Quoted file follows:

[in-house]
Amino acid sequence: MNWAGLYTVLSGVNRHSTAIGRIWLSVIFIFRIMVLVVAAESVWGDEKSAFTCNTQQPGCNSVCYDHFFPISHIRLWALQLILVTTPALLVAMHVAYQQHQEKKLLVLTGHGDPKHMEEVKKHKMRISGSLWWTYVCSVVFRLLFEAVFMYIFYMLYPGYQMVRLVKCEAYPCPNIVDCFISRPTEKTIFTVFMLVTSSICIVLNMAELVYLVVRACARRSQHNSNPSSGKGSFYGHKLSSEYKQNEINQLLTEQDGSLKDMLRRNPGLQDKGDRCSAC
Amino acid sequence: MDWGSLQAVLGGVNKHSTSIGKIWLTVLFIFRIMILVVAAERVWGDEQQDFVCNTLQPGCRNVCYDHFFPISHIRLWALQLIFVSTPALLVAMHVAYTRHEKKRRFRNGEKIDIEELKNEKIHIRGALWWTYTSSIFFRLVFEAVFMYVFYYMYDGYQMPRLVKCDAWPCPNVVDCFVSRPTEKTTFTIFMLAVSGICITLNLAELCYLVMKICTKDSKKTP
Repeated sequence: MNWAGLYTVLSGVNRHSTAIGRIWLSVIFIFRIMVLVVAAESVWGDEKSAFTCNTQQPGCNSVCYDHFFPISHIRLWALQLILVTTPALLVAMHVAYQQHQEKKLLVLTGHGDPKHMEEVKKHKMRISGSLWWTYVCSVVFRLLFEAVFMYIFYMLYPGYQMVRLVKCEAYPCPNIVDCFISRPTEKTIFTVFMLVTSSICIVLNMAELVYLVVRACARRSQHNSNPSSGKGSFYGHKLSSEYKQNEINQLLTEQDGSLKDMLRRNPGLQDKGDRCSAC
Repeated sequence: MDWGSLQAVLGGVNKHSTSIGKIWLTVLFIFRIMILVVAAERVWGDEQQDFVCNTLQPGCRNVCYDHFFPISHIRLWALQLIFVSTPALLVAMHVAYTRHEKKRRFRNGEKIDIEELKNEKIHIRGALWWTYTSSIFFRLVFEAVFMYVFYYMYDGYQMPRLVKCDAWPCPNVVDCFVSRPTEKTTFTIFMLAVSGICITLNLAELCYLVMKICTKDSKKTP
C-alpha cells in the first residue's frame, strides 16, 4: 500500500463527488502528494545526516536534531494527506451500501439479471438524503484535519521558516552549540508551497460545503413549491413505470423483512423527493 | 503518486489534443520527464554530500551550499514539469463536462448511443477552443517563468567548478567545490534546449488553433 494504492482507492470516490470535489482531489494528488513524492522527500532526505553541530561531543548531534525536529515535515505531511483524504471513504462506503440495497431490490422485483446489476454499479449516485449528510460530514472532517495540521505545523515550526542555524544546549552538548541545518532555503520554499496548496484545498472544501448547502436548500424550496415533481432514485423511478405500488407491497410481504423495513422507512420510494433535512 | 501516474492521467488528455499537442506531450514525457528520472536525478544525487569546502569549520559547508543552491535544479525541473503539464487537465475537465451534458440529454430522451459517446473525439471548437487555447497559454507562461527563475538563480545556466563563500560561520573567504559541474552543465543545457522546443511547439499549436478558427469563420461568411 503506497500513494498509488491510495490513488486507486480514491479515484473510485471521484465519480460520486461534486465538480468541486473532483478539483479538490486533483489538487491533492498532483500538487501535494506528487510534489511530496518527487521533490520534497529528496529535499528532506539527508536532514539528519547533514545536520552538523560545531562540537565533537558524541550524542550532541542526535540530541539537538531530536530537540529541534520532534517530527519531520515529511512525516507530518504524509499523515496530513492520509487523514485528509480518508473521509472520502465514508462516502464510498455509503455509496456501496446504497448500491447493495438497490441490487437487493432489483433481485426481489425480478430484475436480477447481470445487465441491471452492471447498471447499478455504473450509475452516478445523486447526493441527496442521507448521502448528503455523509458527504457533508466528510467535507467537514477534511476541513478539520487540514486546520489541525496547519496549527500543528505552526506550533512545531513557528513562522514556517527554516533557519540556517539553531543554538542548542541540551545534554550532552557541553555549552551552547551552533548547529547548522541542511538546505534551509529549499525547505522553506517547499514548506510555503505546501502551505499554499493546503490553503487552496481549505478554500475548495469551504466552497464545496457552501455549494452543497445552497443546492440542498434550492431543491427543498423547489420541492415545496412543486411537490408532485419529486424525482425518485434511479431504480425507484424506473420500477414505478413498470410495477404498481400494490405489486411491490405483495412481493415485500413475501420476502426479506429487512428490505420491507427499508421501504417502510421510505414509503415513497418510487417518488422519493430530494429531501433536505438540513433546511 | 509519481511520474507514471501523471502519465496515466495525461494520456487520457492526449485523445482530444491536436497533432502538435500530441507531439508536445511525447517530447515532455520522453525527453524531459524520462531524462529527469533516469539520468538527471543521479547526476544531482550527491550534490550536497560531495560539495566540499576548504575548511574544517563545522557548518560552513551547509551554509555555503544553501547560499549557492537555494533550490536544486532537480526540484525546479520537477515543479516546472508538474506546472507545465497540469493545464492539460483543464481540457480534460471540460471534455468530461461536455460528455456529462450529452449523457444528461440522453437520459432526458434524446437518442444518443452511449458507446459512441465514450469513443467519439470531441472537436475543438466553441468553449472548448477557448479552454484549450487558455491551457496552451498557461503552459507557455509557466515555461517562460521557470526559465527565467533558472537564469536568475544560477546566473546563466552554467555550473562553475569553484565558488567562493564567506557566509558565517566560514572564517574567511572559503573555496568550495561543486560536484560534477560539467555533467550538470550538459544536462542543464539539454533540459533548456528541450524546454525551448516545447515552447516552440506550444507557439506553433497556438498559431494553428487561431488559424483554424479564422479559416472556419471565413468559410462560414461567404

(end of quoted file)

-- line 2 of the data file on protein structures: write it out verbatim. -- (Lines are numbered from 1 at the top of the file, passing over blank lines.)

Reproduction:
Amino acid sequence: MNWAGLYTVLSGVNRHSTAIGRIWLSVIFIFRIMVLVVAAESVWGDEKSAFTCNTQQPGCNSVCYDHFFPISHIRLWALQLILVTTPALLVAMHVAYQQHQEKKLLVLTGHGDPKHMEEVKKHKMRISGSLWWTYVCSVVFRLLFEAVFMYIFYMLYPGYQMVRLVKCEAYPCPNIVDCFISRPTEKTIFTVFMLVTSSICIVLNMAELVYLVVRACARRSQHNSNPSSGKGSFYGHKLSSEYKQNEINQLLTEQDGSLKDMLRRNPGLQDKGDRCSAC